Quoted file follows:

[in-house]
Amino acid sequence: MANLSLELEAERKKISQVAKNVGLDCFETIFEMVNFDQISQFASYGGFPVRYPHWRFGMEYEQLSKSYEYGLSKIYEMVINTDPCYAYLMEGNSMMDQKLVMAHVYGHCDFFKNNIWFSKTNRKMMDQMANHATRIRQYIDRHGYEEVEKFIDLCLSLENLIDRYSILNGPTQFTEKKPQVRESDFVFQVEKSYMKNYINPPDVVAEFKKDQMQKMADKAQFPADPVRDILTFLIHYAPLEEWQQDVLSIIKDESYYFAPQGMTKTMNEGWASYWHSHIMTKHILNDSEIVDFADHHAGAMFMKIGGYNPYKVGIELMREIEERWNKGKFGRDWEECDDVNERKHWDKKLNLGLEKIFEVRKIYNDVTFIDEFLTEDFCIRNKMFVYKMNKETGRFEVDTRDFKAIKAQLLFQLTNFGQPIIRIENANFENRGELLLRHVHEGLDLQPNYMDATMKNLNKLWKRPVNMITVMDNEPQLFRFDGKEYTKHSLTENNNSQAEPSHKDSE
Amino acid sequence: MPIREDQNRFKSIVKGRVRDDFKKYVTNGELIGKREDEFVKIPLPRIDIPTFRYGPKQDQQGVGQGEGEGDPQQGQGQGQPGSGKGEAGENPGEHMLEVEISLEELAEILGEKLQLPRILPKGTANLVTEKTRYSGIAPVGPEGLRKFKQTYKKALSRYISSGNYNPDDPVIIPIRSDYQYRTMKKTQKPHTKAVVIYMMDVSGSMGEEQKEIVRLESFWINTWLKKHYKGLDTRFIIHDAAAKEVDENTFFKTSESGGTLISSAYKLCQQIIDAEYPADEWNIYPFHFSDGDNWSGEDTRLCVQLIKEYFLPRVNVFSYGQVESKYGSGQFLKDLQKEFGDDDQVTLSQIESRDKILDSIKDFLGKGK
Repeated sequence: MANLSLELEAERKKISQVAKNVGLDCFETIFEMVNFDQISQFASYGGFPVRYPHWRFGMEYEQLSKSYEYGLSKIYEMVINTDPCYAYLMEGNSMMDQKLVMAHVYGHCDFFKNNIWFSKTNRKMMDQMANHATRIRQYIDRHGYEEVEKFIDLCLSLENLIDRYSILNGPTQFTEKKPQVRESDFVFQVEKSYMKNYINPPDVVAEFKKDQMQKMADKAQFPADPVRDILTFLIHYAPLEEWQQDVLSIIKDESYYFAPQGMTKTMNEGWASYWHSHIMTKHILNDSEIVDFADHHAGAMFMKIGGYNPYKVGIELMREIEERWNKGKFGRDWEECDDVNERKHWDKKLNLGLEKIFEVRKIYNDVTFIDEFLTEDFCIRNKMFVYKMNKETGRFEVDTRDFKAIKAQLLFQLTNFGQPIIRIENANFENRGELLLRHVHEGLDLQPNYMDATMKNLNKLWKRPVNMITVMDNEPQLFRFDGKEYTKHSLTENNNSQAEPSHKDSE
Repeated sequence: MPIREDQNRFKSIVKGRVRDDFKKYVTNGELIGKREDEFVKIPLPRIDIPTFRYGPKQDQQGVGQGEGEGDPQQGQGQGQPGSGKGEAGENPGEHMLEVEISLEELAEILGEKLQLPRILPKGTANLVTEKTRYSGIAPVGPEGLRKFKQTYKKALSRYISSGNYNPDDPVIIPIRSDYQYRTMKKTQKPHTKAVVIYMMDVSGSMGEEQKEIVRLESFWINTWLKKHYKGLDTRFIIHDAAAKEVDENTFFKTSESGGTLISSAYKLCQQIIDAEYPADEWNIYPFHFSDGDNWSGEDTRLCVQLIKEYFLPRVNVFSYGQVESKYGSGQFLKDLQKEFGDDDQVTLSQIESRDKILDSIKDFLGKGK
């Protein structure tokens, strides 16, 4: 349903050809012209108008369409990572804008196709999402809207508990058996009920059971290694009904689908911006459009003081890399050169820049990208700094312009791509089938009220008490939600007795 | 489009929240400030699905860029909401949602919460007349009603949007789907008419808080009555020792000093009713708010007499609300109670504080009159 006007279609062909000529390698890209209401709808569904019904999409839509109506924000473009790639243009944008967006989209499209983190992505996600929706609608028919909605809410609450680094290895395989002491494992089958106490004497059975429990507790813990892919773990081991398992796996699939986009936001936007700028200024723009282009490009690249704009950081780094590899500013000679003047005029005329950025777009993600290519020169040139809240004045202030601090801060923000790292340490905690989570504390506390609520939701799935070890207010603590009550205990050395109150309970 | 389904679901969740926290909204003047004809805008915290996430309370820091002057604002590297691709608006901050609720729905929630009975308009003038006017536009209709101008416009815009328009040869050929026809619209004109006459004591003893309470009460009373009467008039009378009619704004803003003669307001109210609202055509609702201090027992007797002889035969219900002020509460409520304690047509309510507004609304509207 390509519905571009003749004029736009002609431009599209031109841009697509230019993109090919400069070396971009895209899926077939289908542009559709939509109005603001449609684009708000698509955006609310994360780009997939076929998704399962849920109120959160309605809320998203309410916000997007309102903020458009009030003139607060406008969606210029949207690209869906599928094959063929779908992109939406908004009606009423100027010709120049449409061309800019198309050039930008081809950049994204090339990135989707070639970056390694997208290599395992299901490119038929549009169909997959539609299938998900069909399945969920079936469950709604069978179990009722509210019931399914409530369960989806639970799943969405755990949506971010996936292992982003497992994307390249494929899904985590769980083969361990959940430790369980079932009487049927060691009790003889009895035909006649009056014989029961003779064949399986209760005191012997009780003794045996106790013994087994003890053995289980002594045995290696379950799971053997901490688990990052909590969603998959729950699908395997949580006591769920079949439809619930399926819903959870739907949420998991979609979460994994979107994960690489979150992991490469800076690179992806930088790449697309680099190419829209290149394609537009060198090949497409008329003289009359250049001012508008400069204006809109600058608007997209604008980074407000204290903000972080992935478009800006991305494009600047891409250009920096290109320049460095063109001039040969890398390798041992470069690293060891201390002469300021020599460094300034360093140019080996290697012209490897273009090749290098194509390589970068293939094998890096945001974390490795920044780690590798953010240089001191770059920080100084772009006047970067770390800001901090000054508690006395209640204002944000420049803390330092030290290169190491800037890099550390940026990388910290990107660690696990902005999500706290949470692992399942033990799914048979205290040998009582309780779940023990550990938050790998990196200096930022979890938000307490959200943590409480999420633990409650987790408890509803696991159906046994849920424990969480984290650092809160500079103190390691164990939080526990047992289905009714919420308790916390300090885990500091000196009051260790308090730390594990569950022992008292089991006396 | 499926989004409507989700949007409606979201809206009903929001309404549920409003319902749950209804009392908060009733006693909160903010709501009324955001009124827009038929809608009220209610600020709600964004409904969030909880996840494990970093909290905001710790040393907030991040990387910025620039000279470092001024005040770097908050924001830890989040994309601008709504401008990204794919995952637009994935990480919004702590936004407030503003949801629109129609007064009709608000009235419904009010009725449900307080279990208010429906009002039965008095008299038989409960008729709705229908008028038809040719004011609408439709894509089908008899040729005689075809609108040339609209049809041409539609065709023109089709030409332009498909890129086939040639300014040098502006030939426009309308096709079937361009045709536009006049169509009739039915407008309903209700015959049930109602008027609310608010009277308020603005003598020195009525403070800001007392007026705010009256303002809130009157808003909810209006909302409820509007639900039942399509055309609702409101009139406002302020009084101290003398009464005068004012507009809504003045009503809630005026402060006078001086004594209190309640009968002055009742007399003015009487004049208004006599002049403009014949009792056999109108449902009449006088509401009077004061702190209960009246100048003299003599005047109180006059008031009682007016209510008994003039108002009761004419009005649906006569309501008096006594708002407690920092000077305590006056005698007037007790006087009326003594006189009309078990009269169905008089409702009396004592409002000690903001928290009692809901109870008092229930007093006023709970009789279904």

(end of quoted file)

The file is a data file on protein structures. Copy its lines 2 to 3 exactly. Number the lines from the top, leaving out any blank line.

Amino acid sequence: MANLSLELEAERKKISQVAKNVGLDCFETIFEMVNFDQISQFASYGGFPVRYPHWRFGMEYEQLSKSYEYGLSKIYEMVINTDPCYAYLMEGNSMMDQKLVMAHVYGHCDFFKNNIWFSKTNRKMMDQMANHATRIRQYIDRHGYEEVEKFIDLCLSLENLIDRYSILNGPTQFTEKKPQVRESDFVFQVEKSYMKNYINPPDVVAEFKKDQMQKMADKAQFPADPVRDILTFLIHYAPLEEWQQDVLSIIKDESYYFAPQGMTKTMNEGWASYWHSHIMTKHILNDSEIVDFADHHAGAMFMKIGGYNPYKVGIELMREIEERWNKGKFGRDWEECDDVNERKHWDKKLNLGLEKIFEVRKIYNDVTFIDEFLTEDFCIRNKMFVYKMNKETGRFEVDTRDFKAIKAQLLFQLTNFGQPIIRIENANFENRGELLLRHVHEGLDLQPNYMDATMKNLNKLWKRPVNMITVMDNEPQLFRFDGKEYTKHSLTENNNSQAEPSHKDSE
Amino acid sequence: MPIREDQNRFKSIVKGRVRDDFKKYVTNGELIGKREDEFVKIPLPRIDIPTFRYGPKQDQQGVGQGEGEGDPQQGQGQGQPGSGKGEAGENPGEHMLEVEISLEELAEILGEKLQLPRILPKGTANLVTEKTRYSGIAPVGPEGLRKFKQTYKKALSRYISSGNYNPDDPVIIPIRSDYQYRTMKKTQKPHTKAVVIYMMDVSGSMGEEQKEIVRLESFWINTWLKKHYKGLDTRFIIHDAAAKEVDENTFFKTSESGGTLISSAYKLCQQIIDAEYPADEWNIYPFHFSDGDNWSGEDTRLCVQLIKEYFLPRVNVFSYGQVESKYGSGQFLKDLQKEFGDDDQVTLSQIESRDKILDSIKDFLGKGK